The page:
Once upon a time over 14% (The 1920's) of US farmers where black, now its well under 1%. Documentary maker David Snider follows photographer John Ficara as he takes images for his "American Black Farmer Project.
"They only lend you enough money to get in touble, they know it, they loan you the money to fail, you know" ... Willie Adams (farmer)
I have just finished watching Al Gore’s ‘An Inconvenient Truth’ for the second time and it was equally as mesmerising on this occasion. Contrary to many speculations, An Inconvenient Truth is a film dedicated to transmitting facts, not theory, to the real threat that global warming has to not only our economy but to humanity and all life on earth as we know it. Apart from the subject matter being so monumentality important to our generation, the documentary itself is extraordinarily put together. Many critics, of the concept not the film, have openly stated that it’s contents is ‘mumbo jumbo’ or a left wing attempt to fool America and risk American jobs, saying that the science is only theory and not concrete evidence. One can’t help but feel these are the same people that have a vested financial interest in keeping our ‘old’ technologies alive, such as the use of fossil fuel, but ironically would probably have no issue accepting science as fact if it were for a medical procedure to save their own pitiful lives. The fact that they only say ‘to fool America and risk American jobs’ only serves to emphasise their shear ignorance and lack of understanding of the predicament. This is larger than America and certainly more profound than American jobs and is quite frankly an insult that they only mention their own country in their blinded patriotism.
When agreeing to this review I promised Leigh that I wouldn’t get too submerged in the content and would try to concentrate on the film itself and how it has been documented. I am finding this extremely hard as the core of this film is so overwhelmingly important. I wouldn’t consider myself to be ‘a hippy’ or a ‘tree hugger’ by a long shot, I don’t even recycle for heavens sake, but I do consider myself to be a person of rational thought. The scientific evidence presented by Al Gore in this film is undeniably staggering and has completely changed my perception of the issue.
What makes the film so poignant is the vast array of sources the evidence comes from to form a collective conclusion. Of course there are satellite images of decreasing ice caps and off the wall charts showing the rapid increase in CO2 emissions and how levels of the gas over the last 650,000 years convincingly correspond to the temperature of the globe. These are to be expected. What isn’t expected are the previously unreleased charts of nuclear submarines, showing the dramatic increase in areas of ice thin enough for the underwater vessels to surface through or the insurance company’s acceptations that natural disasters and global warming are pushing their premiums up.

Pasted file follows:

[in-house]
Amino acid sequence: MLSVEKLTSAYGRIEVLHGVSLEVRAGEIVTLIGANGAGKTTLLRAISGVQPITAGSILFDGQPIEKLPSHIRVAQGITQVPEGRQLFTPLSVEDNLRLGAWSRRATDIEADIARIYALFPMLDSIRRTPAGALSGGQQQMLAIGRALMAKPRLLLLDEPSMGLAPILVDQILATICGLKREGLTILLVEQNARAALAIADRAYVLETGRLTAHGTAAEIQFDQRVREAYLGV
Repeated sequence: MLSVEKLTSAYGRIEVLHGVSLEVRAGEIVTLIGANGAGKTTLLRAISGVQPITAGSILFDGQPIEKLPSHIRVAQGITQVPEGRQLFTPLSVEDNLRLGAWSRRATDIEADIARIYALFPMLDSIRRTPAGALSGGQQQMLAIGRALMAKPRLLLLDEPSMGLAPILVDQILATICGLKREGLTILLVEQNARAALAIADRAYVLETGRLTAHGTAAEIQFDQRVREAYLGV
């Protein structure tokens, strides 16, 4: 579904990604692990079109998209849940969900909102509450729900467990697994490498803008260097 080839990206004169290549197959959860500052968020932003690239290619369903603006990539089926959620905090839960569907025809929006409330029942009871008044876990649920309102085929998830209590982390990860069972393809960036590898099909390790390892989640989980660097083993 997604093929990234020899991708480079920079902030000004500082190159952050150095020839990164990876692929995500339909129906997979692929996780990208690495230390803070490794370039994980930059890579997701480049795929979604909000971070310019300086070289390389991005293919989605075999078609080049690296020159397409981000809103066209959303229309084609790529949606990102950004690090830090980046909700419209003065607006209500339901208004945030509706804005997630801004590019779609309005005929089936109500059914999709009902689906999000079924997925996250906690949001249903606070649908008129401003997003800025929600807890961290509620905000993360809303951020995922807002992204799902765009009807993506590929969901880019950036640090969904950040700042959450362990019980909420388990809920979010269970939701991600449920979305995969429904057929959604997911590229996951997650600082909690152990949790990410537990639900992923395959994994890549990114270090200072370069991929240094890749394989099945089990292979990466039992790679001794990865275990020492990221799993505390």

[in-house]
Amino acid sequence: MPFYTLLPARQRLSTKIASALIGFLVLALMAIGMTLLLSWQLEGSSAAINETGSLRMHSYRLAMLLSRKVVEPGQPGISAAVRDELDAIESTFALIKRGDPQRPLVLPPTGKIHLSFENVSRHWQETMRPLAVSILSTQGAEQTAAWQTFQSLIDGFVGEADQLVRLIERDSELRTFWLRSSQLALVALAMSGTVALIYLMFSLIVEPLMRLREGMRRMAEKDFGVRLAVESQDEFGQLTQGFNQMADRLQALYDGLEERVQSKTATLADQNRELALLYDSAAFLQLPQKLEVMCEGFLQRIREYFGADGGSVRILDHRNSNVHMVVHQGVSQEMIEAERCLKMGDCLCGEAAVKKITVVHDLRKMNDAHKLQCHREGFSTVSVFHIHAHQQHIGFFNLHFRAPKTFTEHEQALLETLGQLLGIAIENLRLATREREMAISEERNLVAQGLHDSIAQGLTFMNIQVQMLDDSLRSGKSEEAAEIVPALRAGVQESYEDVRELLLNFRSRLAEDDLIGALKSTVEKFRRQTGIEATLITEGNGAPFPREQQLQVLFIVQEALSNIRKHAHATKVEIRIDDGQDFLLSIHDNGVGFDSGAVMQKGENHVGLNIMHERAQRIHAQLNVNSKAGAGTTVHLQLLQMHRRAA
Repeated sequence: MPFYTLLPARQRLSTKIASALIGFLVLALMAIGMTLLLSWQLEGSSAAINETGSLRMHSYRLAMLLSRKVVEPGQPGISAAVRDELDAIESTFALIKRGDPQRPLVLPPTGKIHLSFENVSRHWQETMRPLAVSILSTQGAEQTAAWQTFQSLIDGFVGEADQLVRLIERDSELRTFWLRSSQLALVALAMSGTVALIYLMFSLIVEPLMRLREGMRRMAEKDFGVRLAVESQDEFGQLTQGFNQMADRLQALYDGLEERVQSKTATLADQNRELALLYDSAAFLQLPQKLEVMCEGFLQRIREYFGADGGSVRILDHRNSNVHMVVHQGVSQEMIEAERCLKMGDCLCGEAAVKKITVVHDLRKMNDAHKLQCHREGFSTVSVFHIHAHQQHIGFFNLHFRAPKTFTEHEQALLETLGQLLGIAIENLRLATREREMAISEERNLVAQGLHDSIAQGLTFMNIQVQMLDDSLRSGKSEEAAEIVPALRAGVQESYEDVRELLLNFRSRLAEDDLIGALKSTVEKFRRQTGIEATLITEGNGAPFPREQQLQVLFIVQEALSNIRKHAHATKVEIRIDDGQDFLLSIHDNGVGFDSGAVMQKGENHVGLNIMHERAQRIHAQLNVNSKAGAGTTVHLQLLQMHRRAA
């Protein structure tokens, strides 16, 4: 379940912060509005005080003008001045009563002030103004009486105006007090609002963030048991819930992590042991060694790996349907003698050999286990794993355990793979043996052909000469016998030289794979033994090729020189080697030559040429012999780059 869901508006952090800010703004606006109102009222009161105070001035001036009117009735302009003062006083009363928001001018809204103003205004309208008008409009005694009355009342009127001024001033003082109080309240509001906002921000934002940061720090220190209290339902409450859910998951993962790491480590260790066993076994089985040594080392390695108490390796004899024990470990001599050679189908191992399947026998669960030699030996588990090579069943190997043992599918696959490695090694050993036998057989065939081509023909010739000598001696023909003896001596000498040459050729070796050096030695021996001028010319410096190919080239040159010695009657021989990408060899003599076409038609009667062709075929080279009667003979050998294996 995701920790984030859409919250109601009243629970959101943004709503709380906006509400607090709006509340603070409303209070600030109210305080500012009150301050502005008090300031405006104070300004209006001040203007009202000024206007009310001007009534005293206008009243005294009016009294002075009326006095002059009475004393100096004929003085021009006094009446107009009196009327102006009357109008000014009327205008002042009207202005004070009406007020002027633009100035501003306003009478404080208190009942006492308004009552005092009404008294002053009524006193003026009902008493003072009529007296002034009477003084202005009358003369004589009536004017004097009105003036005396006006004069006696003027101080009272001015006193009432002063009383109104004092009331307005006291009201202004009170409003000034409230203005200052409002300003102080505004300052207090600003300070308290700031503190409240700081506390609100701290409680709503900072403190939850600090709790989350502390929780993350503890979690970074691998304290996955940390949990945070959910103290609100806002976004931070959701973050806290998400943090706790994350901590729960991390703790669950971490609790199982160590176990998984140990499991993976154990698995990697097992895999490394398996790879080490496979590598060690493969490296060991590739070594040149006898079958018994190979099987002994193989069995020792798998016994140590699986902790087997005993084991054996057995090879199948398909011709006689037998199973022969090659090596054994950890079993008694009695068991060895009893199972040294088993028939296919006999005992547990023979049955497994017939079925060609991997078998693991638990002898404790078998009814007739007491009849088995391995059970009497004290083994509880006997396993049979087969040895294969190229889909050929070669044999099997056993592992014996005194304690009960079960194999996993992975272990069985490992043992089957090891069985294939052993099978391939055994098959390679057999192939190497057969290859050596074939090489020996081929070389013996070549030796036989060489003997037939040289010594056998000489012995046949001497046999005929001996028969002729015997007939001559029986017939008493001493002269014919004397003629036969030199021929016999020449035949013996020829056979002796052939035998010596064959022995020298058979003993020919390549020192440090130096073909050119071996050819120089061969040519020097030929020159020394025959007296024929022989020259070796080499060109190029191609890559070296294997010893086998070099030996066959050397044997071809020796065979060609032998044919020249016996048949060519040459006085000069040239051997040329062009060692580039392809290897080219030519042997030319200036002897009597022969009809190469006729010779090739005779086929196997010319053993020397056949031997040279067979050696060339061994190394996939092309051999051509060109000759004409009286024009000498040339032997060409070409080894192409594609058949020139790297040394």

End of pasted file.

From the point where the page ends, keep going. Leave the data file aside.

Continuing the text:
Many have said that the film is a political message, an attempt to defame the right by the left, but as Al Gore states himself, this is a moral issue not a political one. This message becomes increasingly apparent as we are taken through the history of Gore’s involvement of the subject. Gore was first introduced to the effects of global warming in his college years and it has been his entire motivation for entering the world of politics – hardly a whimsical attempt to have a dig at the Bush administration in light of Gore’s questionable defeat.
Gore is a charismatic speaker and clearly passionate about the topic, having delivered over 1000 presentations across the world. With that experience he is a master of getting the message across and communicates it a multitude of ways that anyone can understand. Cartoon scenarios are supported by startling photographic and linear chart evidence. Stories relating past historical mistakes, such as the denial of the health risk from smoking, have their similarities compared to highlight humanities tendency to bury its head in the sand until the consequences are upon us.
Gore has also worked his way through every possible obstacle that challenges his argument. Perhaps the most interesting are his answers to the economic risk of action. Gore shows how nations such as China and the EU have CO2 regulations set in place that mean American car companies are unable to sell their gas guzzling vehicles abroad and are therefore suffering financially. He shows how the companies that are taking positive environmental action are reporting massive increases in profit.
At the start of the film the viewer is left despairing at the epic proportions of the damage already done and the struggle for survival humanity could face. By the end of the film Gore pulls us back from that mirage to accentuate that hope is not lost if we can find the strength to act now. One of the many quotes Gore uses to pummel the point home is “You can't make somebody understand something if their salary depends upon them not understanding it” (Upton Sinclair). Unfortunately this is so very true and makes the title of the documentary so very apt.
I could rant away for hours on this subject but for the sake of your sanity will refrain from doing so. I will simply say this is a profound film and a far cry for the political instigations it has been accused of. I would highly recommend you see it if you are the owner of a conscience if not for yourself then for your children and grandchildren who will no doubt suffer profusely from our unfortunate ignorance. Commendations to Gore for having the guts to put himself on the line for this crucial message.